The government has faced down a febrile rebellion over toughening up a small boats law as amendments to the Rwanda Bill failed to pass, ahead of yet another crunch vote this week.
Ministers won votes on several amendments designed to scupper the new law on Channel crossings, set to return to the Commons for another crucial bout in the ring on Wednesday.
The size of the mutiny could still prove a challenge to No10’s authority, as similar numbers could see the legislation thrown out if enough MPs vote against it at third reading.
Legislation designating the east African nation a safe country for those who arrived illegally in the UK to be deported to made a return to the House of Commons on Tuesday afternoon.
But the proposals – a key plank of Rishi Sunak’s bid to override a Supreme Court judgement ruling the policy unlawful – were beset by pressure from the Tory left and right flanks.
Hardline rightwingers urged Sunak to toughen up legislation even further, while ‘One Nation’ Conservatives called for him to stay within the bounds of international law.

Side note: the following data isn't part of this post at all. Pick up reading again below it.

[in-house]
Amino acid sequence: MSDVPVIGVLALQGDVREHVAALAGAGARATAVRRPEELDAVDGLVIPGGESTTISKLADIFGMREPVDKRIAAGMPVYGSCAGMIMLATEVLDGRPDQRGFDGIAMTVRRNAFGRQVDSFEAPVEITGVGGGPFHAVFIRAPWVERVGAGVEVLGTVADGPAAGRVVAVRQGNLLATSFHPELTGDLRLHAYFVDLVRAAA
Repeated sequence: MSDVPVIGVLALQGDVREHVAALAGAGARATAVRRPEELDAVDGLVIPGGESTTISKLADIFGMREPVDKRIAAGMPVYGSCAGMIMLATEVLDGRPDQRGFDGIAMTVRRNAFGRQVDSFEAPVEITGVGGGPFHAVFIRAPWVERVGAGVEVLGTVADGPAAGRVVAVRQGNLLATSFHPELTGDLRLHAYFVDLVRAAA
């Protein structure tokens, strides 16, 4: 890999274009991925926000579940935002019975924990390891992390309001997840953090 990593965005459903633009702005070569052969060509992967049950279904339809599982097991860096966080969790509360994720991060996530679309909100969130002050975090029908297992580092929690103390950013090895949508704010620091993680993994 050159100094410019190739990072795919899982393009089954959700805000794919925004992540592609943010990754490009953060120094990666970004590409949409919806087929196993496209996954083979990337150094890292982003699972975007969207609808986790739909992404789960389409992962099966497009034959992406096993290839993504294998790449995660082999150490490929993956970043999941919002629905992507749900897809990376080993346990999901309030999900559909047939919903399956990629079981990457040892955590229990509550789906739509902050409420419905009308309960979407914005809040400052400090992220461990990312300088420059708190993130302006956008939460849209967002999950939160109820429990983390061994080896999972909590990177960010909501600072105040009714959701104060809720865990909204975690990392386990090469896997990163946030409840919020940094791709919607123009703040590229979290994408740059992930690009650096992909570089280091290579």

Deputy Tory party chairmen Lee Anderson and Brendan Clarke-Smith resigned CCHQ jobs to back right-wing changes to the Bill, despite Tory election guru Isaac Levido’s entreaties that “divided parties fail”. Junior minister Jane Stevenson also resigned at the same time.
MPs voted 529 to 68 to reject Tory MP Sir Bill Cash’s amendment aiming to ensure UK and international law could not be used to prevent or delay a person being removed to Rwanda.
And just 58 to 525 backed former immigration minister Robert Jenrick’s attempt to put stringent limits on individual asylum seekers’ ability to appeal against being flown to Kigali.
Jenrick earlier described his modifications as seeking to “address the evident flaws of the Bill”, adding that they “represent the last opportunity for us to get this policy right”.
While a Scottish National Party (SNP) attempt to rewrite the wording to designate Rwanda an “unsafe” country failed as expected.
Sunak has made illegal immigration a vital strand of his premiership, vowing to ‘Stop the Boats’ as one of his five pledges and staking his reputation on delivering the Rwanda policy.
The legislation comes alongside a fresh treaty with Rwandan President Paul Kagame intended to solidify promises to improve the asylum system and bring in scrutiny measures.
It returns to the Commons for its third reading this week, which will see MPs have their final say on whether they want the bill to become law – before heading to scrutiny in the Lords.